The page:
Dickens and London

Mar 13, 2012 by

I’ve been looking forward to Dickens and London at the Museum of London and I wasn’t disappointed. I had booked the 10 am slot so it was nice and quiet, giving me the space to linger where I liked.

At the entrance to the exhibition are three large screens showing carefully selected photographs, sketches and maps brought together with an atmospheric sound track and blended through a smog. This is based on the sketch by Boz ‘The Streets – Night. ‘I was mesmerised by this and stood there totally absorbed for a good ten minutes.

Collected together are a selection of artefacts, models, photos from the late 1800s, manuscripts and paintings, all with quotes from Dickens’ writings. I particularly loved the massive wooden inn sign c 1820 from the Bull and Mouth pub.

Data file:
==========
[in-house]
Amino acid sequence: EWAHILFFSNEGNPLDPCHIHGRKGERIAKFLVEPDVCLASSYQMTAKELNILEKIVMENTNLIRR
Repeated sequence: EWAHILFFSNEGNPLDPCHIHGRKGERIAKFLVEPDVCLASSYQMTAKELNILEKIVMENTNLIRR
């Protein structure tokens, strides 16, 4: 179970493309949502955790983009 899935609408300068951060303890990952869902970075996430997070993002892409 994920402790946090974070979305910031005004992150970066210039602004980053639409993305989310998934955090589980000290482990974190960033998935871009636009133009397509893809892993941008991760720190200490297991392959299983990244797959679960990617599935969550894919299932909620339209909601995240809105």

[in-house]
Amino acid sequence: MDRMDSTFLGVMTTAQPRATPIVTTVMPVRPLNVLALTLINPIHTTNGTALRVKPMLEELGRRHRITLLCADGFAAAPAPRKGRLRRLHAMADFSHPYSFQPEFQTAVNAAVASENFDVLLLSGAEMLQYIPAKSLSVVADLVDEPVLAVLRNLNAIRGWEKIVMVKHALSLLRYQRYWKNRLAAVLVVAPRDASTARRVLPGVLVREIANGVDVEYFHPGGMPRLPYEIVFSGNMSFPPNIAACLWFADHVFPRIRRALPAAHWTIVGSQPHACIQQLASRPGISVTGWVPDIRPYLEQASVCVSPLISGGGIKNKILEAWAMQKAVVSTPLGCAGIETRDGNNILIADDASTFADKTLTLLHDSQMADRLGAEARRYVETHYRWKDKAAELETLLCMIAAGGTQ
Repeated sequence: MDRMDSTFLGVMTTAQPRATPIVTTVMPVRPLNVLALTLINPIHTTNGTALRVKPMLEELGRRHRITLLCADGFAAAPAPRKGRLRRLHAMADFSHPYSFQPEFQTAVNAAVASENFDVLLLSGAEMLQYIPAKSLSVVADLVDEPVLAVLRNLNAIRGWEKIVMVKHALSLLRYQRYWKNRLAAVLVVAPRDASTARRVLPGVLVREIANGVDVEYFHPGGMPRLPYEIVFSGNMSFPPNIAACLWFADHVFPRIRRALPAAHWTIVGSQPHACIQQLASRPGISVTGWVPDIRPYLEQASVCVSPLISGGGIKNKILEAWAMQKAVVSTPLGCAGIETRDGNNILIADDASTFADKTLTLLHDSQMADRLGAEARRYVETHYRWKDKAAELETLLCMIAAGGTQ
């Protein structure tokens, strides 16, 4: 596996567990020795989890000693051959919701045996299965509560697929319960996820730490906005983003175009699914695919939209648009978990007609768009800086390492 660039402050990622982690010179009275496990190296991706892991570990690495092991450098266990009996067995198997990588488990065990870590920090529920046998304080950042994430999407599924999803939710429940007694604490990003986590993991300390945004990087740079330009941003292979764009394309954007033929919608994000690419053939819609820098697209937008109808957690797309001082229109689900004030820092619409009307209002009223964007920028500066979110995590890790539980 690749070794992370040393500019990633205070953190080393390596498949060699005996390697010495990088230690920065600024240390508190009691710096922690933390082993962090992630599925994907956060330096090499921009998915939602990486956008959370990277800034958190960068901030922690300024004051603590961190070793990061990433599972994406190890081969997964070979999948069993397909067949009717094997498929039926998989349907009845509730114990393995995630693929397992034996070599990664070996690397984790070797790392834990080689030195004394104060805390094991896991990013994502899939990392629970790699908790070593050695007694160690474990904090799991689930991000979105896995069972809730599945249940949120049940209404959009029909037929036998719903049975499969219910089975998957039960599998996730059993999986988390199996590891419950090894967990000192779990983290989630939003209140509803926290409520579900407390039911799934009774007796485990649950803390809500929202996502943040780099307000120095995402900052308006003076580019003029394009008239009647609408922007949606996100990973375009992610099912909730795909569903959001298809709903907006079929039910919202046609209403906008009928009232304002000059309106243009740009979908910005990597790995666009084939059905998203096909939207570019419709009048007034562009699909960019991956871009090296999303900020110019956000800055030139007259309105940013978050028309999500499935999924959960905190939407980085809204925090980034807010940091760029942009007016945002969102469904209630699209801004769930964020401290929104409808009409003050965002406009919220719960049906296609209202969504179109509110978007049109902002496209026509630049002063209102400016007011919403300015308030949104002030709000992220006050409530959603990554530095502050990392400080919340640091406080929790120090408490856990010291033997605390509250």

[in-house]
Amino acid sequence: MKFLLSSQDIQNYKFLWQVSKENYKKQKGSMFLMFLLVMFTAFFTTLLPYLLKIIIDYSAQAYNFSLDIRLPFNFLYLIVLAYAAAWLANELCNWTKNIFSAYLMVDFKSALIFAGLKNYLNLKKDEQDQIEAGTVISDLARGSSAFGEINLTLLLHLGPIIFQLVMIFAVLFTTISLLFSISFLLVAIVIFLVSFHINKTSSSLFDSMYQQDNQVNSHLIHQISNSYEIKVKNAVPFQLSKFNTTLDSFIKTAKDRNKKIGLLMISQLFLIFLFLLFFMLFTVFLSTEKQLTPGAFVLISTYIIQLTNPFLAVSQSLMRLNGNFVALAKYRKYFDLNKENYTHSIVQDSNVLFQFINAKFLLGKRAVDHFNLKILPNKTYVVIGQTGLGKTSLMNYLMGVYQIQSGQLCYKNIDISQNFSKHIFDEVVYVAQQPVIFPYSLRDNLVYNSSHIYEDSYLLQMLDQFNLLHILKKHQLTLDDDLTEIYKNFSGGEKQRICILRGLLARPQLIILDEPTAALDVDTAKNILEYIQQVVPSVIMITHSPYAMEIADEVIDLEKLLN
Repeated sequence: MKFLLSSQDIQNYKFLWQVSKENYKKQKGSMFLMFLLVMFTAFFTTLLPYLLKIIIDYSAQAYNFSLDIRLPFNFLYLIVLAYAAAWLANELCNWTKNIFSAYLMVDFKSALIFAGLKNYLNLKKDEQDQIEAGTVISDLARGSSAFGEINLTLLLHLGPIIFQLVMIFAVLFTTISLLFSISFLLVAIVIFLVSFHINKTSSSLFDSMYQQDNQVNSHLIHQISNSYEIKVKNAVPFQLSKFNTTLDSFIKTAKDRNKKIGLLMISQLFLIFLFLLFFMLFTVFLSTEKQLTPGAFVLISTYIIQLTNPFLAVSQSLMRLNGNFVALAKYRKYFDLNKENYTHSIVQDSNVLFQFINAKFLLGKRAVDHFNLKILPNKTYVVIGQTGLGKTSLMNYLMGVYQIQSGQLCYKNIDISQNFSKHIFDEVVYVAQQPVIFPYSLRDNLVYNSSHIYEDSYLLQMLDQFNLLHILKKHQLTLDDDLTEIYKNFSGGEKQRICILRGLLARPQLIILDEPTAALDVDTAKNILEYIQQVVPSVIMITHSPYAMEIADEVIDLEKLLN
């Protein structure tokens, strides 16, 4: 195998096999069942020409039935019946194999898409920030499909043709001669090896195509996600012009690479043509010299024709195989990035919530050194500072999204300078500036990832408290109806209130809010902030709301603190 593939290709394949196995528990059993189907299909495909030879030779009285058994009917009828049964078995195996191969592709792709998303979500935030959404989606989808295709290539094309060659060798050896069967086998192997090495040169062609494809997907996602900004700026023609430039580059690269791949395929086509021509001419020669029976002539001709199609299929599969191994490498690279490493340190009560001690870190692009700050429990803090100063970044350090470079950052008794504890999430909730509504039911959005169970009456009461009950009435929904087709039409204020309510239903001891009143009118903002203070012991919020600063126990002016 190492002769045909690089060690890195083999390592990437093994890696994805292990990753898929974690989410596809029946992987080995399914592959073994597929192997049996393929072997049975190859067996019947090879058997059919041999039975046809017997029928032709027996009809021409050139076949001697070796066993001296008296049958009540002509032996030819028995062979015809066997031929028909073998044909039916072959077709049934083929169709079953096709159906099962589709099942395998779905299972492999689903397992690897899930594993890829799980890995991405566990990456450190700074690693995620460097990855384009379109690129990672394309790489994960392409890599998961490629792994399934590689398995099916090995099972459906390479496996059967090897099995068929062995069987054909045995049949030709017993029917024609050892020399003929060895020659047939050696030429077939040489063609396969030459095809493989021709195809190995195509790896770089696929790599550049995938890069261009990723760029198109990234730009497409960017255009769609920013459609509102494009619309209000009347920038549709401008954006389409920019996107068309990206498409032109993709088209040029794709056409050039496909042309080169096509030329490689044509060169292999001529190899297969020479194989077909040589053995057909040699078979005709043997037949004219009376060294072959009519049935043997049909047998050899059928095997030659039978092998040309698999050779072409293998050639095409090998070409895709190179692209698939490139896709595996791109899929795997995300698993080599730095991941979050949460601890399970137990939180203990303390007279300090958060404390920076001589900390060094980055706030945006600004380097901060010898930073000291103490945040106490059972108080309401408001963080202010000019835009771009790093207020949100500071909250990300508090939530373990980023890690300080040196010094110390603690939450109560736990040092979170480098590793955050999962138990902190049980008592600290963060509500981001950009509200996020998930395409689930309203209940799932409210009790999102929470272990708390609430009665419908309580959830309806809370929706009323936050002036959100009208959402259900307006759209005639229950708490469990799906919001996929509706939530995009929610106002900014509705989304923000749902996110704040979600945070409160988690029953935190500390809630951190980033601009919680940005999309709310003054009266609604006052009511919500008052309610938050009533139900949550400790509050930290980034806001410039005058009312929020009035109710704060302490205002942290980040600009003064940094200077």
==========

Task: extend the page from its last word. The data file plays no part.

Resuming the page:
Through his writing Charles Dickens raised awareness of the huge gap between rich and poor during the 19th Century and it is sad that this exhibition coincides with a time when this gap is widening once again.

Two chapters of David Copperfield are available to read in the form in which they were originally published. You can imagine his fans excitedly awaiting the next instalment – like a popular blog today!

The exhibition ends with a short film ‘The Houseless Shadow’ by William Raban, inspired by and with the soundtrack of ‘Night Walks’ a short essay written following a period when Dickens could not sleep and walked London’s streets until morning over several nights.

If you get the chance to visit, take it.

 

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